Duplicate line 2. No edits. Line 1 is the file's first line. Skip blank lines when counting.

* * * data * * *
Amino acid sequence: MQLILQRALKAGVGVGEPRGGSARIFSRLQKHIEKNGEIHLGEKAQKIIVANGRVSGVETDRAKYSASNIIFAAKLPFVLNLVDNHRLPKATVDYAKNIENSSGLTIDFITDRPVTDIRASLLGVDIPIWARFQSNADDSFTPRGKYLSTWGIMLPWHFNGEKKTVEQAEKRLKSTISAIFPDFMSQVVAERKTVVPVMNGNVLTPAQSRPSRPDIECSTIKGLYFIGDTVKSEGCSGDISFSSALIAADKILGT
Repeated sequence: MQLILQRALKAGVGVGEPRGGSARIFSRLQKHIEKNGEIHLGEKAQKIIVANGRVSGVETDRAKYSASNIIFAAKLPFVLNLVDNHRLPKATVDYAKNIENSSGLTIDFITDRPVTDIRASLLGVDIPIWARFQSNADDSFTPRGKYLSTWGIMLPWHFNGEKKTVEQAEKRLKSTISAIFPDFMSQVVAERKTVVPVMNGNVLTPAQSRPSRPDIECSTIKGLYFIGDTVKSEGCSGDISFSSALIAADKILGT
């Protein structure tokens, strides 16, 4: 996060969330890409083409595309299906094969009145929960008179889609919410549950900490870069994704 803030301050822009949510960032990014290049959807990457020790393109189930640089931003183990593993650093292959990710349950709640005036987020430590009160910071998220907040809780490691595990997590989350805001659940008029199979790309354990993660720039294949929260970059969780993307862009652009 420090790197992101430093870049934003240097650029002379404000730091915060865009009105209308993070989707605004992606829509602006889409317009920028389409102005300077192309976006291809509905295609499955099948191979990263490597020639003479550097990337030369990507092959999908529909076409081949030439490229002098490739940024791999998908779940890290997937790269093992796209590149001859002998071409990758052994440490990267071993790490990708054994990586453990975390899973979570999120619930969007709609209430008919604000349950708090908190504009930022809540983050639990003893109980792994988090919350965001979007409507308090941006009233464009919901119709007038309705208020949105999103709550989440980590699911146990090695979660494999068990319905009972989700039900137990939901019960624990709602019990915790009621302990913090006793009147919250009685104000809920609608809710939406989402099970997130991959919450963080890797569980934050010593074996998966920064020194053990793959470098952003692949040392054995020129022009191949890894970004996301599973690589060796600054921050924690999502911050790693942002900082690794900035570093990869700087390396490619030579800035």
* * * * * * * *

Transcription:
Repeated sequence: MQLILQRALKAGVGVGEPRGGSARIFSRLQKHIEKNGEIHLGEKAQKIIVANGRVSGVETDRAKYSASNIIFAAKLPFVLNLVDNHRLPKATVDYAKNIENSSGLTIDFITDRPVTDIRASLLGVDIPIWARFQSNADDSFTPRGKYLSTWGIMLPWHFNGEKKTVEQAEKRLKSTISAIFPDFMSQVVAERKTVVPVMNGNVLTPAQSRPSRPDIECSTIKGLYFIGDTVKSEGCSGDISFSSALIAADKILGT